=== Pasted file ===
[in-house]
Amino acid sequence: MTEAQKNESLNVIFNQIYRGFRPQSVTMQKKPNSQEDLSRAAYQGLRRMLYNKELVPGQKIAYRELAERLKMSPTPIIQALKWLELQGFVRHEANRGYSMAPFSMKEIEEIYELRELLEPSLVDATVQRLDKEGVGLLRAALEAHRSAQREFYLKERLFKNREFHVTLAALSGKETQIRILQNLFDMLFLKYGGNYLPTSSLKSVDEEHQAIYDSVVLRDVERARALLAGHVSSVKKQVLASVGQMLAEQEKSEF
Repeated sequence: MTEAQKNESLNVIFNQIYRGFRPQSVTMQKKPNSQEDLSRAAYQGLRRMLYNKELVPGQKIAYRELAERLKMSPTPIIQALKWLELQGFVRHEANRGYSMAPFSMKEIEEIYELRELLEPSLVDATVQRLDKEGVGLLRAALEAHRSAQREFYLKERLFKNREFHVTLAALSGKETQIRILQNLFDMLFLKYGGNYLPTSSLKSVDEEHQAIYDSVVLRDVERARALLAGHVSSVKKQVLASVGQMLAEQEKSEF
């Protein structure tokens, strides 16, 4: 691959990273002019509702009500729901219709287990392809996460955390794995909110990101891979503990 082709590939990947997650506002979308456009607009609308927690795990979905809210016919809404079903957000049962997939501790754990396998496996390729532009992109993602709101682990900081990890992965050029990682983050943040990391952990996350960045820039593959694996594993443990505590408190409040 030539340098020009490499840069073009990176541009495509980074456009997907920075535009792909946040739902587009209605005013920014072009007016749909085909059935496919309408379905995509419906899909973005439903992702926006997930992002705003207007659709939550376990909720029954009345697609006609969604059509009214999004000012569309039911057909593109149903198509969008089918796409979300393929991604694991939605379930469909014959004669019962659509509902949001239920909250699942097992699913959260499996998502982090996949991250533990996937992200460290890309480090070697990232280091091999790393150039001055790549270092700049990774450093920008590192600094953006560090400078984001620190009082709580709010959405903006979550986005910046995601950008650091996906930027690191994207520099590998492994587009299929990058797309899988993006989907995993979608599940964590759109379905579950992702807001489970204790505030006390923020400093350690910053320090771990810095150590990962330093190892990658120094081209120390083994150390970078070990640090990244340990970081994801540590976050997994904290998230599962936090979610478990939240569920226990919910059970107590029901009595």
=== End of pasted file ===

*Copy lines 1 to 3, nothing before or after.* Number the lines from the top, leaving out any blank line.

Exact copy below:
[in-house]
Amino acid sequence: MTEAQKNESLNVIFNQIYRGFRPQSVTMQKKPNSQEDLSRAAYQGLRRMLYNKELVPGQKIAYRELAERLKMSPTPIIQALKWLELQGFVRHEANRGYSMAPFSMKEIEEIYELRELLEPSLVDATVQRLDKEGVGLLRAALEAHRSAQREFYLKERLFKNREFHVTLAALSGKETQIRILQNLFDMLFLKYGGNYLPTSSLKSVDEEHQAIYDSVVLRDVERARALLAGHVSSVKKQVLASVGQMLAEQEKSEF
Repeated sequence: MTEAQKNESLNVIFNQIYRGFRPQSVTMQKKPNSQEDLSRAAYQGLRRMLYNKELVPGQKIAYRELAERLKMSPTPIIQALKWLELQGFVRHEANRGYSMAPFSMKEIEEIYELRELLEPSLVDATVQRLDKEGVGLLRAALEAHRSAQREFYLKERLFKNREFHVTLAALSGKETQIRILQNLFDMLFLKYGGNYLPTSSLKSVDEEHQAIYDSVVLRDVERARALLAGHVSSVKKQVLASVGQMLAEQEKSEF